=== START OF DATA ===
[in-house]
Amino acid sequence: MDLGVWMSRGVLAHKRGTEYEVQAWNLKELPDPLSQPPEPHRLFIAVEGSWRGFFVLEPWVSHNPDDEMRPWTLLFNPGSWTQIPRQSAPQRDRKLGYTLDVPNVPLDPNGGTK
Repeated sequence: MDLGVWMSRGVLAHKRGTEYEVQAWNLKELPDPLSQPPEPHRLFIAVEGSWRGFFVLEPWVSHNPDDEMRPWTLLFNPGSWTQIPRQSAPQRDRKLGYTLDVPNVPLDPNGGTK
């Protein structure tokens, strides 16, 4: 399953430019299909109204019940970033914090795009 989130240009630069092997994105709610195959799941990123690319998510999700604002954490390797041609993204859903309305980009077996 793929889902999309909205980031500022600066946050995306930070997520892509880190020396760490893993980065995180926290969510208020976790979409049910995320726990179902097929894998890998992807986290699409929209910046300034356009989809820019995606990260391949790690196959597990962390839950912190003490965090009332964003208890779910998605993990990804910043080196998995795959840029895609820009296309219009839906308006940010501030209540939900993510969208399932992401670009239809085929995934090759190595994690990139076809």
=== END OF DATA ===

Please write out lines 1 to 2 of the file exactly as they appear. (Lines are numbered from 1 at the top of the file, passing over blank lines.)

[in-house]
Amino acid sequence: MDLGVWMSRGVLAHKRGTEYEVQAWNLKELPDPLSQPPEPHRLFIAVEGSWRGFFVLEPWVSHNPDDEMRPWTLLFNPGSWTQIPRQSAPQRDRKLGYTLDVPNVPLDPNGGTK